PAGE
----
“Is Poverty Caused by Laziness?” — 2005 Essay

Posted: August 7, 2012 in Uncategorized
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People forget there is no emergence from the abyss of extreme poverty and squalor.

October 7, 2005

Based on what I know, I do not believe that people are poverty striken due to laziness.  Much of it is due to the poor economy in which we live and the resulting lack of jobs available for people to work in.  Although the unemployment rate is relatively low at 5% (Oct, 2005), many of the people employed are underemployed and forced to work minimum wage jobs or jobs that simply cannot sustain a minimum standard of lifestyle in a inflation-driven world.

Take the situation of your average minimum wage worker.  They make just under $6.00 per hour after taxes are taken out!  There is no way one could live on such money, and the result is poverty.  A person working two part time jobs at 25 hours a week making $6 an hour still only brings home $1200 a month, or about $14,000 per year.  That is not enough to afford a house, car payment, and all the normal costs of living (electric bill, water bill, food, etc).  The result is that many people are resorting to living a lifestyle that is sub-standard, or known as poverty.  If a person has kids, these costs only increase and it becomes even more difficult to provide for the family until the kids are of working age.

So, accordingly, taking this above example, I do not believe that laziness is the cause of this type of poverty in the U.S. (or any other given country for that matter).

The following stats were taken from the UNICEF website:

  • 640 Million children do not have adequate shelter
  • 500 Million children do not have access to sanitation
  • 400 Million children do not have access to safe water
  • 300 Million children do not have access to information
  • 270 Million children do not have access to health care services
  • 140 Million children have never been to school
  • 90 Million children are food deprived

 

The seriousness of this problem is hard to visualize by the use of these simple statistics.  The words “adequate shelter” fails to paint the picture of living in squalor.  The words “access to sanitation” does not illustrate the fact that there are people bathing in fecal matter.  “Access to information” means “illiterate,” “untaught,” and ignorant of the world.  “No access to health care services” means no immunizations, no medicine, etc.  And the number is disgustingly high for the amount of children who fail to have these basic and essential needs met.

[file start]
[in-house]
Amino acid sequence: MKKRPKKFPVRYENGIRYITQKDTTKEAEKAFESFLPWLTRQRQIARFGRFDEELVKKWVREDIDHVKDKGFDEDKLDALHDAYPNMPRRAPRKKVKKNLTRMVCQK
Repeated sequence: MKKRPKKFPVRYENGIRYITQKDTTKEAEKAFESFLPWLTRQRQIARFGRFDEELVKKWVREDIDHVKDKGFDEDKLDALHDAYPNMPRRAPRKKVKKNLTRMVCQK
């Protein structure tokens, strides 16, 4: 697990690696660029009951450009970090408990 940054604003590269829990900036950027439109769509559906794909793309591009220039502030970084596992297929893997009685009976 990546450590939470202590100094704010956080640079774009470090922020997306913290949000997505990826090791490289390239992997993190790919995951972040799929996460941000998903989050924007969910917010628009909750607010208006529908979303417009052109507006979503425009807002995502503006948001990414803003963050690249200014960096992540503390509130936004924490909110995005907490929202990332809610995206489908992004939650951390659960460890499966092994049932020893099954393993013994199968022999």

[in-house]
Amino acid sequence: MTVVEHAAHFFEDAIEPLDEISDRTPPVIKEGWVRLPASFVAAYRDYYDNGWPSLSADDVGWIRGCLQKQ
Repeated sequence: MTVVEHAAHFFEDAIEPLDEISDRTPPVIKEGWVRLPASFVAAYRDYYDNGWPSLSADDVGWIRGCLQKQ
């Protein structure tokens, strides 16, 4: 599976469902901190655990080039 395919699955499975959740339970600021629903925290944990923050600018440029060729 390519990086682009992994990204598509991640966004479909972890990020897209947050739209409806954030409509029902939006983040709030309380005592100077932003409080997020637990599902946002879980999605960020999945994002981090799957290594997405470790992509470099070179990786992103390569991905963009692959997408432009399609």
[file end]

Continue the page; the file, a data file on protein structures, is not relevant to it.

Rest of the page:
What accounts for this poverty?  One factor is that it is a never ending cycle.  One poverty stricken generation begets another.  The reason for this is hinted at in the above statistics.  Not having “access to information” or never having attended school means they are more likely to become unemployable as adults and they themselves will live in poverty. Even in the best case scenario, one would end up on welfare in a country such as ours, but that is not enough to sustain a lifestyle that is near or much above the poverty line.

Poverty is not as much a problem in the U.S. as it is in Africa and India, but that does not mean it is at an acceptable rate either.  Many are forced to live in a condition we middle class Americans simply cannot relate to and would not even want to relate to if given the “opportunity.”  But it is important to understand that it is a situation in this country that drives poverty to be existent.  It is not simply due to “laziness” nor even to a lack of education alone.  It is a persistent cycle that cannot be eliminated nor abdicated until there is a more even distribution of wealth.  And that simply may never happen.

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